How could rising interest rates affect high-yielding closed-end funds?
Rising interest rates will cause funds with long duration fixed income holdings to lose value as bond prices fall. Any funds with larger amounts of variable rate leverage may suffer as their interest cost will rise and the price drop in any fixed income they might hold will be magnified.
How liquid are closed-end funds?
Closed-end funds are publicly traded securities similar to stocks. The majority of closed-end funds fall into the small cap category. The Robinson trading desk members have deep experience trading small and micro-cap stocks for multi-billion dollar funds over the course of their career. They have built a robust network that accesses retail order flow to complement their existing institutional relationships and electronic execution tools.
What type of shareholder protections do closed-end funds offer?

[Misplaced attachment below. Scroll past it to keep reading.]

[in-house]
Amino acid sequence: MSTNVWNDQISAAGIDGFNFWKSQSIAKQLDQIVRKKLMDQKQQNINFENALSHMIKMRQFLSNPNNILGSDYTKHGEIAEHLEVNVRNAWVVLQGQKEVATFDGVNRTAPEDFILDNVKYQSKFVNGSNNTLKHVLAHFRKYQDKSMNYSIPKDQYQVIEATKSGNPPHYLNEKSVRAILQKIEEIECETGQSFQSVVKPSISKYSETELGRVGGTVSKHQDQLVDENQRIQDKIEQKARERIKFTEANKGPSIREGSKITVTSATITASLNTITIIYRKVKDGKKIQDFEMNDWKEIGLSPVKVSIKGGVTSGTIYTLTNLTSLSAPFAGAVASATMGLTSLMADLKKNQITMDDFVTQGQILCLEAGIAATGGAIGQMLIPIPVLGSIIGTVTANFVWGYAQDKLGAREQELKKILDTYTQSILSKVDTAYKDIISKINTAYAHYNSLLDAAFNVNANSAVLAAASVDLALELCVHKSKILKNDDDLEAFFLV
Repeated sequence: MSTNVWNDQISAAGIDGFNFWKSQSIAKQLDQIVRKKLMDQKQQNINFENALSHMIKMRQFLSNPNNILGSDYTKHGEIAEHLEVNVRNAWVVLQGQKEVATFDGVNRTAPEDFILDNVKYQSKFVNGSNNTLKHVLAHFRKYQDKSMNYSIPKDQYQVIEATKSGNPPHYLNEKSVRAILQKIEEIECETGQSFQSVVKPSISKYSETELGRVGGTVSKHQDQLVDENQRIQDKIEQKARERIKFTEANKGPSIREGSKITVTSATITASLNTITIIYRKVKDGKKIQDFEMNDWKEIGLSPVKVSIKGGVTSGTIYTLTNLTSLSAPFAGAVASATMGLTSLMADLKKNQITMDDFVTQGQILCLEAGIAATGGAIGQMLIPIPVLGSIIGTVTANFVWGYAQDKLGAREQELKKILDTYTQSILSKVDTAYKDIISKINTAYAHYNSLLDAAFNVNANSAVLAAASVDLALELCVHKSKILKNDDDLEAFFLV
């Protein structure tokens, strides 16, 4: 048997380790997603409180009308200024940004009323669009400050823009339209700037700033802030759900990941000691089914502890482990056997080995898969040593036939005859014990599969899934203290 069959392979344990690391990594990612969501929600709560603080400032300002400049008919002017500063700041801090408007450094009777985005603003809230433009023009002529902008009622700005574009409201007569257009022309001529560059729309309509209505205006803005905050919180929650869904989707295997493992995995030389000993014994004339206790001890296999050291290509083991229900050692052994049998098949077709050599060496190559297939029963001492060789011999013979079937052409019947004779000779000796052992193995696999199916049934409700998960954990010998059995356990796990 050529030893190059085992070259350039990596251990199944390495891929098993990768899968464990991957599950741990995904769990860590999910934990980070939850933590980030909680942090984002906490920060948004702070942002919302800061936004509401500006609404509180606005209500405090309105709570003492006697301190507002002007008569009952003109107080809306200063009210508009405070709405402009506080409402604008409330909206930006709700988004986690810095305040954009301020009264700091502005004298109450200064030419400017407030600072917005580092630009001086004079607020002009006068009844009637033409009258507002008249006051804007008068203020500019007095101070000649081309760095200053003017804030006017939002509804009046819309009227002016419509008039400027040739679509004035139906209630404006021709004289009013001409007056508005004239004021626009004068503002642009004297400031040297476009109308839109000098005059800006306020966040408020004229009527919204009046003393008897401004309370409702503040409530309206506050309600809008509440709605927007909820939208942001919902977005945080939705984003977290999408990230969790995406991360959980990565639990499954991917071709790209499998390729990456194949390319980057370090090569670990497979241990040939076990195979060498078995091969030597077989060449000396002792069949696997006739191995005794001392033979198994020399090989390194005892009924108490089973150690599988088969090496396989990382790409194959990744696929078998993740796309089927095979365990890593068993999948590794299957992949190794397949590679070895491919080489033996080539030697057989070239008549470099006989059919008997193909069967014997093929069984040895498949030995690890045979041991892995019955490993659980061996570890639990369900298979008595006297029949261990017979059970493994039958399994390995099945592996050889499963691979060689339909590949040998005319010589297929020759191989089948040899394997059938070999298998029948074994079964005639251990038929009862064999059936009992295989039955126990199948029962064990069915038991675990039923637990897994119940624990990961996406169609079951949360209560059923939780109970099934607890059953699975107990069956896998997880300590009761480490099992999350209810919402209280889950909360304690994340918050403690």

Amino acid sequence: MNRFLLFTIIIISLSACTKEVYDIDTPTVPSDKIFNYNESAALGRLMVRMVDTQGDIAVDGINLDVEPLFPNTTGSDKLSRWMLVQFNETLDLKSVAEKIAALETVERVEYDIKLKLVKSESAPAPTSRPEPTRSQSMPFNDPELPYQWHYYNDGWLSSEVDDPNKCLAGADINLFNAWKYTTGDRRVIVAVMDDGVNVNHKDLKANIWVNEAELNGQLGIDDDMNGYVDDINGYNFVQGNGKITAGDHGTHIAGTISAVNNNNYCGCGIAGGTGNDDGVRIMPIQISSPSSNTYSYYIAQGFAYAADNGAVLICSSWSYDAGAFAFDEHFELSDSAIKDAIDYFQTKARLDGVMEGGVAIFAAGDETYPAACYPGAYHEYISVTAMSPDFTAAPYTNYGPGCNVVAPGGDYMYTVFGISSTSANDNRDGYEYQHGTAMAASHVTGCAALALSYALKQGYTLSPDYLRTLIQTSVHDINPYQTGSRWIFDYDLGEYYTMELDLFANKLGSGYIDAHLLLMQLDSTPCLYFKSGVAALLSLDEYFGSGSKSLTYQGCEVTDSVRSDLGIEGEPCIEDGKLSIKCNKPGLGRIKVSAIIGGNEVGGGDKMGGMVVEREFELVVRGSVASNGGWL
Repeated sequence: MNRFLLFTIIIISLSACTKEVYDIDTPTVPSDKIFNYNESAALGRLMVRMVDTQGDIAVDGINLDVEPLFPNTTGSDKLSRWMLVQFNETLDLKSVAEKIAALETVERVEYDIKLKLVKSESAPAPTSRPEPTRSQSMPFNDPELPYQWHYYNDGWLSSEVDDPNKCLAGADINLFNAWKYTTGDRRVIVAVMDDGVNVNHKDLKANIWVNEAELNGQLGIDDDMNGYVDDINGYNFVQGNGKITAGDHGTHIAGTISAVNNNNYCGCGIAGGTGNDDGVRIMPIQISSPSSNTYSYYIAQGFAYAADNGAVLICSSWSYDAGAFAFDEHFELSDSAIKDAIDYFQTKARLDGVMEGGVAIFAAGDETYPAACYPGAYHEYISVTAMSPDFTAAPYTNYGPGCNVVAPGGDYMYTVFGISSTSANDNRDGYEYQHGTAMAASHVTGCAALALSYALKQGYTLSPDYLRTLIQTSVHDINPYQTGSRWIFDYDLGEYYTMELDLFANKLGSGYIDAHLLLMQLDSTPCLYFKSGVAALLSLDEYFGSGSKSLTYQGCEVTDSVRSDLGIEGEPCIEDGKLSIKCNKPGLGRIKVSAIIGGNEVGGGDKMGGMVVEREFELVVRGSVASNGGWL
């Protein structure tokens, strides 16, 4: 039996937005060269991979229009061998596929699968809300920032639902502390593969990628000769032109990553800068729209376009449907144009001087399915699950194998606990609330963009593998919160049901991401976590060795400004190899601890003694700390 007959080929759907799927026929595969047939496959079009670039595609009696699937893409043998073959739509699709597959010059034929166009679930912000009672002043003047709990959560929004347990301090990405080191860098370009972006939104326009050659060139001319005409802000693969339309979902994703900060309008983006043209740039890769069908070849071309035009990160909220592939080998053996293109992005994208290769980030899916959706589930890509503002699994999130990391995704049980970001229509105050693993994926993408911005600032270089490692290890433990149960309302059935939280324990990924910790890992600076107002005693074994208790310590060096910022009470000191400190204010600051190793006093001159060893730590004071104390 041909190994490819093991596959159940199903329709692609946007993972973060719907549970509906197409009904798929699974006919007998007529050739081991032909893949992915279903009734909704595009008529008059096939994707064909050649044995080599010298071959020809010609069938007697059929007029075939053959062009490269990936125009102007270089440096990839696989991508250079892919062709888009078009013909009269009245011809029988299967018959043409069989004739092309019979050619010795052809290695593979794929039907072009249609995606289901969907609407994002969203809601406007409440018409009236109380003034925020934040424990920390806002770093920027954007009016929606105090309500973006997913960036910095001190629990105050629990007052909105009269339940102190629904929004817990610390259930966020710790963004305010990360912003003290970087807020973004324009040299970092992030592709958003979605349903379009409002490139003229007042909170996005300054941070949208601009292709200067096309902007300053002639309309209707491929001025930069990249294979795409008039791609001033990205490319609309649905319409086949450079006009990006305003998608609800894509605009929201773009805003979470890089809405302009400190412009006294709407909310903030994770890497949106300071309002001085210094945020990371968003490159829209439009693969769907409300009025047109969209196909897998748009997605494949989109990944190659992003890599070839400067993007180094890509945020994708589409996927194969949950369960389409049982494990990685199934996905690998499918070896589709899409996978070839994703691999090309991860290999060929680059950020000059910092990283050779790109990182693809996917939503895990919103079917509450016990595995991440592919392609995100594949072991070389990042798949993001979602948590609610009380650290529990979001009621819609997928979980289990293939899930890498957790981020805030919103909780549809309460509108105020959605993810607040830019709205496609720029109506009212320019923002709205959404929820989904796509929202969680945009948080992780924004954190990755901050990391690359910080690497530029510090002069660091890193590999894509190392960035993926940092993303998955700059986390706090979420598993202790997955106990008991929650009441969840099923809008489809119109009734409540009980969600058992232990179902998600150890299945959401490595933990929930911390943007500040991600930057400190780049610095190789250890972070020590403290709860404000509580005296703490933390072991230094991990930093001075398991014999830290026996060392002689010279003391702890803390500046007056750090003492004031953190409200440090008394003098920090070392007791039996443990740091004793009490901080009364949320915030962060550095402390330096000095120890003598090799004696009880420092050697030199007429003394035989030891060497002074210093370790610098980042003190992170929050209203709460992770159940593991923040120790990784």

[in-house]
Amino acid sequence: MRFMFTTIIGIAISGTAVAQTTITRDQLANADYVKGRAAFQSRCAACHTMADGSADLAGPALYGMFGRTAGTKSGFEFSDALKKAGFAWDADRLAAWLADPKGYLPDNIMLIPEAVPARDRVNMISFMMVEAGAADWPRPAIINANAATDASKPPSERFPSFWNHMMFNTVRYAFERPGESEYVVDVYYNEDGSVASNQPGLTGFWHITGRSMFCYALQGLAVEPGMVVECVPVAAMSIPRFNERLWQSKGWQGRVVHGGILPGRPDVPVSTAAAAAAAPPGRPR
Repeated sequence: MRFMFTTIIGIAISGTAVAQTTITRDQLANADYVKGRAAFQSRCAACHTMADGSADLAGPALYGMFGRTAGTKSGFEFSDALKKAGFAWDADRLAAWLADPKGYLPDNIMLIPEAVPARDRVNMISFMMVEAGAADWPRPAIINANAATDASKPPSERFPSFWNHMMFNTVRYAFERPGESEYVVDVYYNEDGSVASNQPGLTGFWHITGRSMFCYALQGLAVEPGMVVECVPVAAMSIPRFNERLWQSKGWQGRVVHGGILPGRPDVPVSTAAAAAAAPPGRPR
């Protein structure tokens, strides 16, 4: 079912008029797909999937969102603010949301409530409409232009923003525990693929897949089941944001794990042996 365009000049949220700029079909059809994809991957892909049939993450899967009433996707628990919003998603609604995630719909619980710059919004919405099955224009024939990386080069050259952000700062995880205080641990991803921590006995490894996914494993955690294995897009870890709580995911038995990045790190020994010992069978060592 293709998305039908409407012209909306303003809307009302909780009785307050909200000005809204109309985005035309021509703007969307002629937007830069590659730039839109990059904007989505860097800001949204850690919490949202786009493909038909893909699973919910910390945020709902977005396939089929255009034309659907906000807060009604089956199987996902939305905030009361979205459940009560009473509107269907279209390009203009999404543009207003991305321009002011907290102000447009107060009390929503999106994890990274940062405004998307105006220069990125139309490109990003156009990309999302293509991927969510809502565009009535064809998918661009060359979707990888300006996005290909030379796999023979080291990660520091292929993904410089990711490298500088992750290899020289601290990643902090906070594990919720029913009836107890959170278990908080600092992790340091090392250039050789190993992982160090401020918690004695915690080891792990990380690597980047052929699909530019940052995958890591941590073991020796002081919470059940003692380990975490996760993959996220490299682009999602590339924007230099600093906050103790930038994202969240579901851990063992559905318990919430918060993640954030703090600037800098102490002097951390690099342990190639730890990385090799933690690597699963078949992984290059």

Closed-end funds are governed by the Investment Company Act of 1940, a law that governs how all registered investment companies must be structured and operated. All closed-end funds must meet certain operating standards, observe strict antifraud rules, meet diversification requirements, and disclose complete information to investors. The Securities and Exchange Commission (SEC) oversees regulations under the ’40 Act. Like all registered investment companies, closed-end funds must have a board of directors elected by the fund’s shareholders to oversee the management of the fund’s business affairs and to protect the fund’s interests, taking into account the interests of all shareholders.
How many closed-end funds are there?
According to Investment Company Institute data, as of the end of December 31, 2016 there were 530 closed-end funds. The total assets held by closed-end funds was $262 billion.